Gordon Moore (1960's)
Gordon Moore (1960’s)

His observation proved prescient. Moore’s Law has held true for more than 50 years. A state-of-the-art computer chip in 1965 contained hundreds of transistors. Such a chip today contains several billion.

During this past ten years, the accelerating advance of what Moore observed has been nearing some theoretical limitations of physics–namely that a transistor cannot be manufactured smaller than a molecule, yet most computer scientists believe that Moore’s Law will continue apace at least through the remainder of this decade. And if quantum computing, which doesn’t utilize transistors and operates at the subatomic level, proves practical, Moore Law will profoundly accelerate rather than slow or stop. (Quantum computers are hugely difficult to manufacture. Current ones are as primitive as the first electronic computers were in the mid-1940’s. However, the first commercially available quantum computer has apparently been developed by a Canadian firm, which has a U.S. defense contractor as its initial customer. Google purchased one in the spring of 2013.)

Many media executives can’t fathom what the sheer numbers of transistors on a computer chip can do to their business. They ask, isn’t Moore’s Law something that affects only the computer industry or computer retailers? I tell them the more transistors that can be placed on a computer chip, the more replacements there will be for traditional media products, applications, and practices, in turn creating ever-accelerating disruptive effects on traditional industries. Woe to any industry or company that doesn’t adapt quickly before the acceleration of these changes overwhelm it. For some, it’s already too late. Publishers frequently ask me, “When is all this change going to stop?” The answer is, baring catastrophic war or economic collapse, it isn’t.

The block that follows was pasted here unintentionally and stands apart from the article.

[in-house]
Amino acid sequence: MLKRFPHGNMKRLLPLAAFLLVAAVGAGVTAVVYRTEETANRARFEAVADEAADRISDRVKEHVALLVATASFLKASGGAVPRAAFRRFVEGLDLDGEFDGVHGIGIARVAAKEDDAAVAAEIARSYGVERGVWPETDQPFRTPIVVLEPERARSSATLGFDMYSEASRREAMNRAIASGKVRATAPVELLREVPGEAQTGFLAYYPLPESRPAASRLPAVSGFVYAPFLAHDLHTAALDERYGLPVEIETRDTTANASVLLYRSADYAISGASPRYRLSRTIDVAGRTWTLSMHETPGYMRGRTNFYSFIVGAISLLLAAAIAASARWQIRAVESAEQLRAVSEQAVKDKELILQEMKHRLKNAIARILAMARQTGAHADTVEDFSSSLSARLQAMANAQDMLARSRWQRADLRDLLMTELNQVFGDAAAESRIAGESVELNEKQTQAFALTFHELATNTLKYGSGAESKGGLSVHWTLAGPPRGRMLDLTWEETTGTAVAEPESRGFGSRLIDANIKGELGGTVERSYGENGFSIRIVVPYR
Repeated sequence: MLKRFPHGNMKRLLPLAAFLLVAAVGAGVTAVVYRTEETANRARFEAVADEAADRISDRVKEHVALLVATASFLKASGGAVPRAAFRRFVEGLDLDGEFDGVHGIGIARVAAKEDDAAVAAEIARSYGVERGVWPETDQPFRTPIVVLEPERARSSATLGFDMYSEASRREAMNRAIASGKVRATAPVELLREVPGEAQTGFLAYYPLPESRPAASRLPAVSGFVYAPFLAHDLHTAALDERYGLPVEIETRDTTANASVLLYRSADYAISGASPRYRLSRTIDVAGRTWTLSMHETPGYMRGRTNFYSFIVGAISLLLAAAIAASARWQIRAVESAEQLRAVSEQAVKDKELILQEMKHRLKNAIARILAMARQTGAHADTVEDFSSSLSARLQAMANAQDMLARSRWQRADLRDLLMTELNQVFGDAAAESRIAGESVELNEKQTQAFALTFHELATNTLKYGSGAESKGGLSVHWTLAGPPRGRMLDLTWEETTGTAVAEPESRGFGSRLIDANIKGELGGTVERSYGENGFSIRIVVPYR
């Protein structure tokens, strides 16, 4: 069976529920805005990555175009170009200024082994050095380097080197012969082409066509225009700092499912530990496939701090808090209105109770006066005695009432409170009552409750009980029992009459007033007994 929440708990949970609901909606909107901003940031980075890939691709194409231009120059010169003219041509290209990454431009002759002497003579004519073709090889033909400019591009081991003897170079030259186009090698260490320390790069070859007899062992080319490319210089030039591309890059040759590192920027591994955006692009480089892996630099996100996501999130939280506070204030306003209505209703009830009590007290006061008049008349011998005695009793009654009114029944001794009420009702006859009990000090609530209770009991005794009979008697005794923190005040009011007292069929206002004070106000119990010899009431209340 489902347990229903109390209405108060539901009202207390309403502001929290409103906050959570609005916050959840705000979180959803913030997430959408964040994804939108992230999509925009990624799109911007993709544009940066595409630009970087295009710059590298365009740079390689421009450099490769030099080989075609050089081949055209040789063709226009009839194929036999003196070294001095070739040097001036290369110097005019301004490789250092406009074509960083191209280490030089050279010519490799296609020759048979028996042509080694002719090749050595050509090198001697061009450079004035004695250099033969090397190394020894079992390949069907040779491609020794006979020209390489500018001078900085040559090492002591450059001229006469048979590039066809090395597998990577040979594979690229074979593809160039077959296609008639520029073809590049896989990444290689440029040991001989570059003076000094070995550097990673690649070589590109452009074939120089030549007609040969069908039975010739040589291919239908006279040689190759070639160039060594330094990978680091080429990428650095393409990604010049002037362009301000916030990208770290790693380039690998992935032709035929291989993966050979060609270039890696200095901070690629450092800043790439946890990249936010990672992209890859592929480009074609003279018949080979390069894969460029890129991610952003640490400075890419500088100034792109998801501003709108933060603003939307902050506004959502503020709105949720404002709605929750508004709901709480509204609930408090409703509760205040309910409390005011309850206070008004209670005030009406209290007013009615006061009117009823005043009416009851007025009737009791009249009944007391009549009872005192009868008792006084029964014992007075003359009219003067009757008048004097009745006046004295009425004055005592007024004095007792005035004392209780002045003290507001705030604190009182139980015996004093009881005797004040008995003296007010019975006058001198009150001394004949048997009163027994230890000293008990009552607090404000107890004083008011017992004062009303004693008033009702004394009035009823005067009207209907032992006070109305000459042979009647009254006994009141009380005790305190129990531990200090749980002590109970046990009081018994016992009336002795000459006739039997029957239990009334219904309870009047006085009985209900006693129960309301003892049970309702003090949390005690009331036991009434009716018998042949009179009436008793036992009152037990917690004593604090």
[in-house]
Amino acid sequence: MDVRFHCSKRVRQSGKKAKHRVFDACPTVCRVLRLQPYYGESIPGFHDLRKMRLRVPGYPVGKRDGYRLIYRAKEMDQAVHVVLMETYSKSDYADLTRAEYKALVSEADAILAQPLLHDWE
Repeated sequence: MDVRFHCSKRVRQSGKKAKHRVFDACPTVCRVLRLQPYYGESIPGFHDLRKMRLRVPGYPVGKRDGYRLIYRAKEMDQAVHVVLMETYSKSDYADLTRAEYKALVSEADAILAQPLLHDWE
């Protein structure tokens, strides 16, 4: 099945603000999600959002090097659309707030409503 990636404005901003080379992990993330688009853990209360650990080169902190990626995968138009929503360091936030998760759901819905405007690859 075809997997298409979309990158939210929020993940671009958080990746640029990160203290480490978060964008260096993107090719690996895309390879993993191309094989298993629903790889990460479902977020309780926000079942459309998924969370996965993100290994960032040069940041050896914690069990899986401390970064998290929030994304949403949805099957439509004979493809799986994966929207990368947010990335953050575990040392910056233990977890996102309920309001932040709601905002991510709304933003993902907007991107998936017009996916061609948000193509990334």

If you think Moore’s Law hasn’t had any effect on your life, then look at the disruptive effects of the world’s most commonplace computerized devices—the personal computer. Look at how Moore’s Law has accelerated what they can do (I’ll generalize a bit here but won’t be far off the historical mark):

  • The personal computer was invented during the 1970’s. One of its earliest applications was to replace the typewriters. When combined with an electronic printer, a personal computer can do everything that a typewriter could, but better and faster.